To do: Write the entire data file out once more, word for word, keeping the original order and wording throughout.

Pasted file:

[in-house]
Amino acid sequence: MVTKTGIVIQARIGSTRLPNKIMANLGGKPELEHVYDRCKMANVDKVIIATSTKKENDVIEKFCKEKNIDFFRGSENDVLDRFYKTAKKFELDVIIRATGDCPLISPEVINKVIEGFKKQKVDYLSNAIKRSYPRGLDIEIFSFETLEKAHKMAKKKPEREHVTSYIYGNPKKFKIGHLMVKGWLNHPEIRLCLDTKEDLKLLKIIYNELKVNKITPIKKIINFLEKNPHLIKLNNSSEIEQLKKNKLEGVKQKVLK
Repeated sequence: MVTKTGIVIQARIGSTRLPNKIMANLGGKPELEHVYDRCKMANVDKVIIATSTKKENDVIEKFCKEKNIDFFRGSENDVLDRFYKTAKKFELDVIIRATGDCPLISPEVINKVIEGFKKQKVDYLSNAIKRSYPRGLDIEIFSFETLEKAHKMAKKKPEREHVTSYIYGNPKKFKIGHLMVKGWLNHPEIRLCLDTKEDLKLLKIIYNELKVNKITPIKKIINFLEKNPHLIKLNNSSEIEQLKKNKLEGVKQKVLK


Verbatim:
[in-house]
Amino acid sequence: MVTKTGIVIQARIGSTRLPNKIMANLGGKPELEHVYDRCKMANVDKVIIATSTKKENDVIEKFCKEKNIDFFRGSENDVLDRFYKTAKKFELDVIIRATGDCPLISPEVINKVIEGFKKQKVDYLSNAIKRSYPRGLDIEIFSFETLEKAHKMAKKKPEREHVTSYIYGNPKKFKIGHLMVKGWLNHPEIRLCLDTKEDLKLLKIIYNELKVNKITPIKKIINFLEKNPHLIKLNNSSEIEQLKKNKLEGVKQKVLK
Repeated sequence: MVTKTGIVIQARIGSTRLPNKIMANLGGKPELEHVYDRCKMANVDKVIIATSTKKENDVIEKFCKEKNIDFFRGSENDVLDRFYKTAKKFELDVIIRATGDCPLISPEVINKVIEGFKKQKVDYLSNAIKRSYPRGLDIEIFSFETLEKAHKMAKKKPEREHVTSYIYGNPKKFKIGHLMVKGWLNHPEIRLCLDTKEDLKLLKIIYNELKVNKITPIKKIINFLEKNPHLIKLNNSSEIEQLKKNKLEGVKQKVLK